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The surprising role of social media in the fight against pandemics

Written by Dr Annabelle Painter

, 3 min read

The surprising role of social media in the fight against pandemics

SARS, Zika, Ebola and now the Wuhan coronavirus, in recent years a series of infectious diseases have hit the headlines. With the world becoming increasingly interconnected, global disease spread has never been easier. Over 100,000 international flights daily allow us to travel anywhere in the world within 24 hours. Which means diseases can too.

Whilst technology may be facilitating the spread of diseases it has also created an unlikely tool in the fight against them - social media. It might seem strange to link twitter feuds to the fight against global pathogens but an array of innovative new technologies are doing just that.

Several studies have shown that information collected from social media during epidemics can be a valuable asset. In contrast to news reported through health institutions and official reporting structures, social media posts are available in real-time and are being shown to be an effective way to detect outbreaks and monitor the spread of diseases.

In one study analysing the twitter posts, Professor Nello Cristianini from the University of Bristol, found that the frequency of tweets containing phrases such as ‘cough night’, ‘sore head’, and ‘swine flu’ aligned with influenza related illness rates throughout the United Kingdom.1

Google Flu Trends was created after it was found that the number of Google searches containing influenza related keywords correlated with the number of people with symptoms. It was shown to predict regional influenza activity 1–2 weeks earlier than the Center for Disease Control and Prevention, however, it was found to consistently overestimate flu prevalence.3

Flu is not the only disease where social media data has been a valid tool. During the 2010 Haitian cholera outbreak, evidence from social media and news articles was used for disease mapping. This information was shown to be available prior to official reports and correlated with official reporting figures.4

The Global Public Health Intelligence Network (GPHIN) uses similar methods and is proving an increasingly useful way of detecting epidemics. Using artificial intelligence (AI) algorithms GPHIN analyses thousands of online sources per day to identify potential disease concerns. These techniques were used for early detection of the SARS outbreak 2002 and hundreds of worldwide disease events since5 including the most recent outbreak of the Wahun coronovirus.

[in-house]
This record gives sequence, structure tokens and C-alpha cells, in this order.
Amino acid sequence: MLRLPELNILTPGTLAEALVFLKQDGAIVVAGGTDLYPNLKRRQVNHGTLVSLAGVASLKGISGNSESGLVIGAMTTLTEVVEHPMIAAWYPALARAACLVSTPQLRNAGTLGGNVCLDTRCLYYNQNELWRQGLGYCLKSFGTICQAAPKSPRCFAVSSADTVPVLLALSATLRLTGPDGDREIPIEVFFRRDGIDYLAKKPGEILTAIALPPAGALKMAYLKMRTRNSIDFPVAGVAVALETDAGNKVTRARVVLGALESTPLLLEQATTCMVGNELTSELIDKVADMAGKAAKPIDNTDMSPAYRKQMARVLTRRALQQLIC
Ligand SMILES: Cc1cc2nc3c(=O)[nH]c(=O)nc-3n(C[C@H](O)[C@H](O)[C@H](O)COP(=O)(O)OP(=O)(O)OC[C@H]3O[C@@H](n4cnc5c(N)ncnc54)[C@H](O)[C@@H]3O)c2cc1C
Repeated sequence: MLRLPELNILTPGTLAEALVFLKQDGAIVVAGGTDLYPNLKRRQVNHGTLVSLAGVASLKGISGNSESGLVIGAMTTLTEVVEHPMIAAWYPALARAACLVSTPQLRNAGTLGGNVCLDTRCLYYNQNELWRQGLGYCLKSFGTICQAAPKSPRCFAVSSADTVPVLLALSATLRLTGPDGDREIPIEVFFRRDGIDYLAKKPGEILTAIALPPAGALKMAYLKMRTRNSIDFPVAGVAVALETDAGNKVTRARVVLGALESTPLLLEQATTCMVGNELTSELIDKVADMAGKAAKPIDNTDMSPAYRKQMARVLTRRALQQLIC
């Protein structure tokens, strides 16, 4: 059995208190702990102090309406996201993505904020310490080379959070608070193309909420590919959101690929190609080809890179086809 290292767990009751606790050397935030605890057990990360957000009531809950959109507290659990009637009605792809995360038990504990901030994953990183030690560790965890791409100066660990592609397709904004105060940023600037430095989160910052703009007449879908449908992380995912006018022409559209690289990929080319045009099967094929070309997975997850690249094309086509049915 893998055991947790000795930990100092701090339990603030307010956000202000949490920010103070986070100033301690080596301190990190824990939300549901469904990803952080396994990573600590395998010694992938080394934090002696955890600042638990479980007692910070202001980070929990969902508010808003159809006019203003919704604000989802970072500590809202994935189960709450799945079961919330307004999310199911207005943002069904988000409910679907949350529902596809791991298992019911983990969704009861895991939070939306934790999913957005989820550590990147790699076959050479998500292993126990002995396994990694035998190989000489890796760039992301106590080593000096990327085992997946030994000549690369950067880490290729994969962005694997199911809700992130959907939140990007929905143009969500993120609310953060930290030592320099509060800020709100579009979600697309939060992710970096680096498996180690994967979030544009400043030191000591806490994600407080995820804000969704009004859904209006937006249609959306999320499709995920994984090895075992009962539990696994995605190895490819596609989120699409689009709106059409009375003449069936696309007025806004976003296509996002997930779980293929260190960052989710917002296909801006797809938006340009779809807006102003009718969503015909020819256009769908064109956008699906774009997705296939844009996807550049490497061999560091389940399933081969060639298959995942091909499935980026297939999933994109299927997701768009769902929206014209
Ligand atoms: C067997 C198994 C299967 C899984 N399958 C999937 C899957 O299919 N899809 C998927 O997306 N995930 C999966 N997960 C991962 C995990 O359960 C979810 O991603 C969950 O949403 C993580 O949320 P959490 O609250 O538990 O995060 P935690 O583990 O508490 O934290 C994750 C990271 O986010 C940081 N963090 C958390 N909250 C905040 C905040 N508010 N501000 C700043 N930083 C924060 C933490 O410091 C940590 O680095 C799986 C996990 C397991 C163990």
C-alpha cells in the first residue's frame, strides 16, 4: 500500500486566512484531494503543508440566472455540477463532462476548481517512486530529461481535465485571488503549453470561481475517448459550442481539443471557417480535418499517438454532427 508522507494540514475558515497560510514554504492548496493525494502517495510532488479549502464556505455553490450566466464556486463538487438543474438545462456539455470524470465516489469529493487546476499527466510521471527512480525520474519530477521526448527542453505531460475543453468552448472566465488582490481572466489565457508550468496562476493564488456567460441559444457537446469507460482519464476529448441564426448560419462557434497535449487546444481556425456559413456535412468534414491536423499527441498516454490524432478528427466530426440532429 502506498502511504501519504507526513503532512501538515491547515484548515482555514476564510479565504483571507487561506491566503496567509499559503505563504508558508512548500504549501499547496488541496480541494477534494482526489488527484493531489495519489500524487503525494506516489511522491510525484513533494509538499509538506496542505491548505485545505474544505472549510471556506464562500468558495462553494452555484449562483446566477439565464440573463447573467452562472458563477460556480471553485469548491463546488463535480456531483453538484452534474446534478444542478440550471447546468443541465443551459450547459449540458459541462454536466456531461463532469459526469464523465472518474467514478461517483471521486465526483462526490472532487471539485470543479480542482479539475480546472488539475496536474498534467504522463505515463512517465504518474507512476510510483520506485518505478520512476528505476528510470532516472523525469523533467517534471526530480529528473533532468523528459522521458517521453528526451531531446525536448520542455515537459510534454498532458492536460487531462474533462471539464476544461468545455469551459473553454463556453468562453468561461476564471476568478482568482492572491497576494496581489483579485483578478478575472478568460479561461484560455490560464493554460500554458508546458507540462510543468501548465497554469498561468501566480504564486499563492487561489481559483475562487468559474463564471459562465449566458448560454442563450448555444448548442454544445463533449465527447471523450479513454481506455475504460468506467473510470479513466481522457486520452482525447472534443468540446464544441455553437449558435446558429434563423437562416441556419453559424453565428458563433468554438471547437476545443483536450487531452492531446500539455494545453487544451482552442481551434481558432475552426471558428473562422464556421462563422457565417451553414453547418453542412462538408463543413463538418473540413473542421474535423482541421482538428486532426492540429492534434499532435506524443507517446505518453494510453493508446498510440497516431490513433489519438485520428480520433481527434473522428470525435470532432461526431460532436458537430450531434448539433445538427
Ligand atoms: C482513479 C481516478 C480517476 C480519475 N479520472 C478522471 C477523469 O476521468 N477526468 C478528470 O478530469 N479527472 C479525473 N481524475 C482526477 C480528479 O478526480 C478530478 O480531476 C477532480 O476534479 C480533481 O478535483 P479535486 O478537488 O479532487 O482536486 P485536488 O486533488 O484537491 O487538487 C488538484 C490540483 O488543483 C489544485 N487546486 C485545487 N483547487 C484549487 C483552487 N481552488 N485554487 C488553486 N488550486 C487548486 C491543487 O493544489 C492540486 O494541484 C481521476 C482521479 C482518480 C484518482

Those who don’t use their phones to tweet, tag or gram may still be contributing to the fight against pandemics. Mobile phone tracking has been shown to be a helpful way of monitoring the movement of people and predicting disease spread. The Harvard School of Public Health has conducted a study in Bangladesh using data from mobile phone networks to track travel patterns with an aim to predict the spread of diseases such as malaria and dengue. 6

As our mobile devices become better at detecting our movements, behaviours and even fluctuations in vital signs it may be possible to detect early signs of illness before symptoms develop. They could be used to relieve pressures on our health services, for example by predicting A&E attendance. With concerns about the negative impact of technology on our lives, we should look to the tremendous benefits social media and AI could have. And in the meantime, just keep tweeting.

Dr Annabelle Painter is a Clinical AI fellow at Babylon Health.


1. Lampos V, et al. Nowcasting Events from the Social Web with Statistical Learning. In: ACM Transactions on Intelligent Technology (TIST). Bristol, UK:Department of Computer Science, University of Bristol (Sep 2011) Available:


3. Ginsberg J, Mohebbi MH, Patel RS, Brammer L, Smolinski MS, Brilliant L.. Detecting influenza epidemics using search engine query data. Nature 2009; 457:1012-4; PMID:19020500; [PubMed] [CrossRef] [Google Scholar]

4. Chunara R, Andrews JR, Brownstein JS.. Social and news media enable estimation of epidemiological patterns early in the 2010 Haitian cholera outbreak. Am J Trop Med Hyg 2012; 86:39-45; PMID:22232449; [PMC free article] [PubMed] [CrossRef] [Google Scholar]


6. Mapping imported malaria in Bangladesh using parasite genetic and human mobility data Hsiao-Han Chang et al. eLife. 2019; 8: e43481. Published online 2019 Apr 2. doi: 10.7554/eLife.43481

The information provided is for educational purposes only and is not intended to be a substitute for professional medical advice, diagnosis, or treatment. Seek the advice of a doctor with any questions you may have regarding a medical condition. Never delay seeking or disregard professional medical advice because of something you have read here.

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